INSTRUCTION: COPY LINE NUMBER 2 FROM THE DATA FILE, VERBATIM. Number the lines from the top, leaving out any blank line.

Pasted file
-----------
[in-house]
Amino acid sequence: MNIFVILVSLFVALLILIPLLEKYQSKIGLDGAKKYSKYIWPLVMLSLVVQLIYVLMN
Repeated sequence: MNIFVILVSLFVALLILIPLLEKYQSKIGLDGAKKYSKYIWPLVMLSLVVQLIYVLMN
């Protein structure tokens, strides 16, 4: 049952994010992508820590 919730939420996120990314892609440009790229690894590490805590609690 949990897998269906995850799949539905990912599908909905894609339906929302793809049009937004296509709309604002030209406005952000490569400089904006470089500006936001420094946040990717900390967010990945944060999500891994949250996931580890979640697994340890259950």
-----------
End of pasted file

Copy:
Amino acid sequence: MNIFVILVSLFVALLILIPLLEKYQSKIGLDGAKKYSKYIWPLVMLSLVVQLIYVLMN